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The Bounty Garden Begins to Grow

Get involved in our own community garden to feed those in need.

Last December, we first got a called "The Bounty Garden."

The Bounty Garden, housed at in Danville, continues to be a work in progress as high schoolers, their families, and other volunteers turn land into a garden to feed those in need.

A few weeks ago, Danville Boy Scouts Troop #223 members Josh Miner, Dallin Robins and Matthew Bertha, built and installed raised vegetable beds to earn their Eagle Scout designation.

Over the last year and a half, these young men have been building garden beds, and their installation in the “Bounty Garden” at Hap Magee turned into reality after putting in a seven-hour volunteer workday. 

Organic soil was recently delivered and a workday will soon be scheduled to turn the beds into reality. The first seedlings will be transplanted into the beds in July, which is when a dream realized almost two years ago by mother and daughter team, Amelia and Heidi Abramson.

Yes, it has taken nearly two years from when young Amelia, a high school student, first proposed her idea of a community garden to her mom and eventually got the support of the Town of Danville.  

Amelia was inspired to take on the creation of a community garden noting, “This project is very dear to my heart for many reasons. One is because I love gardening and I believe that organic gardening is something that should become more incorporated into people’s home gardens.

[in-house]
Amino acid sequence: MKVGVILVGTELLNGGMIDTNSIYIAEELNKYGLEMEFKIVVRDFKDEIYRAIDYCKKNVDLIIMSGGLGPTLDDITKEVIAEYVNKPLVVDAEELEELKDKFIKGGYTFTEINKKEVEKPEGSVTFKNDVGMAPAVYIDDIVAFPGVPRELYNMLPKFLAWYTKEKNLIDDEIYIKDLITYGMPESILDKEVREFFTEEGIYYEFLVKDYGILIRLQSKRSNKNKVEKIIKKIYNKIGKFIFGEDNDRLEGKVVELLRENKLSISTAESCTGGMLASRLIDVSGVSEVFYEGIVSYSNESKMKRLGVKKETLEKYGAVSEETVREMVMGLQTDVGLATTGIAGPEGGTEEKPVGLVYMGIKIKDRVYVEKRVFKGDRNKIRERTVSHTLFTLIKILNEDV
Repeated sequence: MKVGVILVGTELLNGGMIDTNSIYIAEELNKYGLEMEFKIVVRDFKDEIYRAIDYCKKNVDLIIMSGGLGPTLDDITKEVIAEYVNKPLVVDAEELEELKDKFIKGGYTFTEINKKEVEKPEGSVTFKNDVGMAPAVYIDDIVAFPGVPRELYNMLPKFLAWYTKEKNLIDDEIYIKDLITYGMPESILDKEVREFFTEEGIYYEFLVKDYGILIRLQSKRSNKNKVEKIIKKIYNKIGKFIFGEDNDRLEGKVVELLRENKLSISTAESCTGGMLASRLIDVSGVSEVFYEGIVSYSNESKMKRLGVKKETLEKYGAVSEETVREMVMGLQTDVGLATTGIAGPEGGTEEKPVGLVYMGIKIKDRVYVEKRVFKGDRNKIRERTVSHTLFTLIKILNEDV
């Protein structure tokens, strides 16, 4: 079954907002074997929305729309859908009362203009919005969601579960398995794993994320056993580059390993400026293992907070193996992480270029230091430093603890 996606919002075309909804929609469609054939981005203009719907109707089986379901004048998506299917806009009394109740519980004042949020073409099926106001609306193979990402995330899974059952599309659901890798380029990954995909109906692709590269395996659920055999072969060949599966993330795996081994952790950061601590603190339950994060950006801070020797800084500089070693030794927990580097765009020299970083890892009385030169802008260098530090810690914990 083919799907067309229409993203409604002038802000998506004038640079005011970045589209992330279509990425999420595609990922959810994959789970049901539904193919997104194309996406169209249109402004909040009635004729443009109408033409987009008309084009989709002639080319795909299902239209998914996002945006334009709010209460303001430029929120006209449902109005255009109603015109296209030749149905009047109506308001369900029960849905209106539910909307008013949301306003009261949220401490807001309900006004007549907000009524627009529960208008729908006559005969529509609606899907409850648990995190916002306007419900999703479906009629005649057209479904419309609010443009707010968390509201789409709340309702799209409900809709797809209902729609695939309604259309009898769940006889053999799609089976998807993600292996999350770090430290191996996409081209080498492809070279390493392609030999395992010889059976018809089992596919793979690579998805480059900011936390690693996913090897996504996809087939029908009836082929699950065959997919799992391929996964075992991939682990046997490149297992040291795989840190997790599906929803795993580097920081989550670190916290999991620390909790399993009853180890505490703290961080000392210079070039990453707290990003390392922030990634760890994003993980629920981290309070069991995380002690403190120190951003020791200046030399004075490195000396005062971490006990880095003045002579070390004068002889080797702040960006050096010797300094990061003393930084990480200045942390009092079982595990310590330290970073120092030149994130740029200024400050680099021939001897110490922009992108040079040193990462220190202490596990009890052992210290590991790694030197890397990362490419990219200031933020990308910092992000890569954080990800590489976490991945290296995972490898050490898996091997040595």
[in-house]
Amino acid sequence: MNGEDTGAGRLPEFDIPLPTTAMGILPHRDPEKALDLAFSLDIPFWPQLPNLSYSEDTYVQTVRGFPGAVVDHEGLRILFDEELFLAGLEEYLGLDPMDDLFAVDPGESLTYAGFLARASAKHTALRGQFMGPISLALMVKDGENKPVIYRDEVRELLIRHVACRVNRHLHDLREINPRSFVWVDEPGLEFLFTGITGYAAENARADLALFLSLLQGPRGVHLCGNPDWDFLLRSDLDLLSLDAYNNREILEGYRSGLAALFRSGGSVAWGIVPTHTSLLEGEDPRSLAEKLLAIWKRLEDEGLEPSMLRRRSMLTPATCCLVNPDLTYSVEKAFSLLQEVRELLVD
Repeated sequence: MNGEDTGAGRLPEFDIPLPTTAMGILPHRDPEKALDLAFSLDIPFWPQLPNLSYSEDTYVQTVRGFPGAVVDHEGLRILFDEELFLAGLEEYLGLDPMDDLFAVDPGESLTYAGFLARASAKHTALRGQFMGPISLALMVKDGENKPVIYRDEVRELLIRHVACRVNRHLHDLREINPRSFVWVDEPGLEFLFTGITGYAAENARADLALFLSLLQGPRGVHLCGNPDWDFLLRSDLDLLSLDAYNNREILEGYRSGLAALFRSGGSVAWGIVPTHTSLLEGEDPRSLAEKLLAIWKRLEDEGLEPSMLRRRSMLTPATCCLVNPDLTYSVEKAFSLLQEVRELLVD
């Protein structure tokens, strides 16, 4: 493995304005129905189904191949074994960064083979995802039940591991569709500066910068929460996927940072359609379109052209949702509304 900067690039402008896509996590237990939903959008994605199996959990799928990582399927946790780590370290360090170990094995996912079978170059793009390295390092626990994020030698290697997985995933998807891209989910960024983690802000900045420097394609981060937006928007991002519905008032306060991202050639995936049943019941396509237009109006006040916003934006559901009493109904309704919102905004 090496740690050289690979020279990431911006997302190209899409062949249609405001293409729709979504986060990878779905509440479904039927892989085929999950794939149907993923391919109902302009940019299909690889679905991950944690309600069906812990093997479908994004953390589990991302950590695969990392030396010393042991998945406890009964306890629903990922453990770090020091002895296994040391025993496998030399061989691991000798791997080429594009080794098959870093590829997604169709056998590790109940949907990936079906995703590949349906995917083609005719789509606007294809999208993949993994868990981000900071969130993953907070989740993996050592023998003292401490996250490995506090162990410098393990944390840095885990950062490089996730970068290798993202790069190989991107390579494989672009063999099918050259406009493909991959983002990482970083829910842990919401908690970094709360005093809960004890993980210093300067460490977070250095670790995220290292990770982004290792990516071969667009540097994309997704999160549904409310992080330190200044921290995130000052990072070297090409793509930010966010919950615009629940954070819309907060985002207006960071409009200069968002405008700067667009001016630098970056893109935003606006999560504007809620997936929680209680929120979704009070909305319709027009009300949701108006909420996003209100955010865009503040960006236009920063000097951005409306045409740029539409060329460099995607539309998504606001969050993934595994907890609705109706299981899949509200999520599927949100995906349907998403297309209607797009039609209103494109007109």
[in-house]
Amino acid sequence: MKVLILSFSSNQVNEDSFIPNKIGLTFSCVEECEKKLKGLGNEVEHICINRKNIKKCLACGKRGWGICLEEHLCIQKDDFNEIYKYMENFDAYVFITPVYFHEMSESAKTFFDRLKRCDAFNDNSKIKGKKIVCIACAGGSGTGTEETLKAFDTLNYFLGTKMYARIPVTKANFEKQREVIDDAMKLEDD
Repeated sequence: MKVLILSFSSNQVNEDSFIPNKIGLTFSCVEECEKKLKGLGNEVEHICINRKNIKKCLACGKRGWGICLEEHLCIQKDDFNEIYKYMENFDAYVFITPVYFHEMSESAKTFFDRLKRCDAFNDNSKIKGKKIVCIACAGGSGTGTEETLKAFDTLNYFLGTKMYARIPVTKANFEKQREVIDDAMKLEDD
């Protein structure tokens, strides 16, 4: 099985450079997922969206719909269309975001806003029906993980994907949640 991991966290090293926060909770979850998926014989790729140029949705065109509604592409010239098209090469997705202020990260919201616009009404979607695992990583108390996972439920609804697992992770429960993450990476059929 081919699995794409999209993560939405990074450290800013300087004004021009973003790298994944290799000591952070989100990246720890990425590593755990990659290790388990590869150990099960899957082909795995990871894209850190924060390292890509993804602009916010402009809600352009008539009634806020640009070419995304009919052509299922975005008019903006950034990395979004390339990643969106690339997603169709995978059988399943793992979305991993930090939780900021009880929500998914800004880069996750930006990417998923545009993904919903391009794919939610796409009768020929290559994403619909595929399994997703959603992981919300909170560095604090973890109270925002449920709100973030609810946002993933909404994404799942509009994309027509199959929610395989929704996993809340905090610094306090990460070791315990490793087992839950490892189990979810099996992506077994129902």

This idea, organic produce, is one of the most important parts of the educational aspect of The Bounty Garden. Also, I am devoted to this project because of the benefit it would have on the surrounding community. Not only would it raise awareness about gardening environmentally and composting, but it would also help those in our area who are feeling the effects of poverty.”

The personal intrinsic rewards for this mother and daughter duo have been tremendous. Heidi Abramson notes:

"First and foremost, it has been very inspiring to share the challenges and rewards of this adventure with my daughter. To see how the next generation approaches roadblocks and the lessons they take away from these experiences leaves me inspired and optimistic for the future," Abramson said.

"Secondly, I would have to say that the enthusiasm that the community and the Town of Danville have expressed to participate in a long-term community service project is also so inspiring. So many individuals and groups want to be a part of a feel good, do good effort. We live in an incredibly beautiful and productive place and our children and ourselves are so blessed with every opportunity that we have available, it is incredibly uplifting to see people (students, seniors, parents, etc.) faces light up about rolling up their sleeves and getting to work on helping their less fortunate neighbors.”

In the end, who will reap the rewards when the garden bears fruit and vegetables? Heidi shares, “We developed a "wish list" with the Contra Costa and Solano County Food Banks. Depending on whether a volunteer is participating in a Cool Crop (July to November or January to June) or a Warm Crop (February to October) program, the list will be available for them to choose from. Volunteers may also grow vegetables that are not on the Wish List, as the Food Bank will welcome any and all fresh food items and will make good use of them in their many different food distribution programs.”

To learn more about the “Bounty Garden” and donate money to help purchase more seedlings, or to volunteer to plant and raise crops or participate in a workday, visit here.

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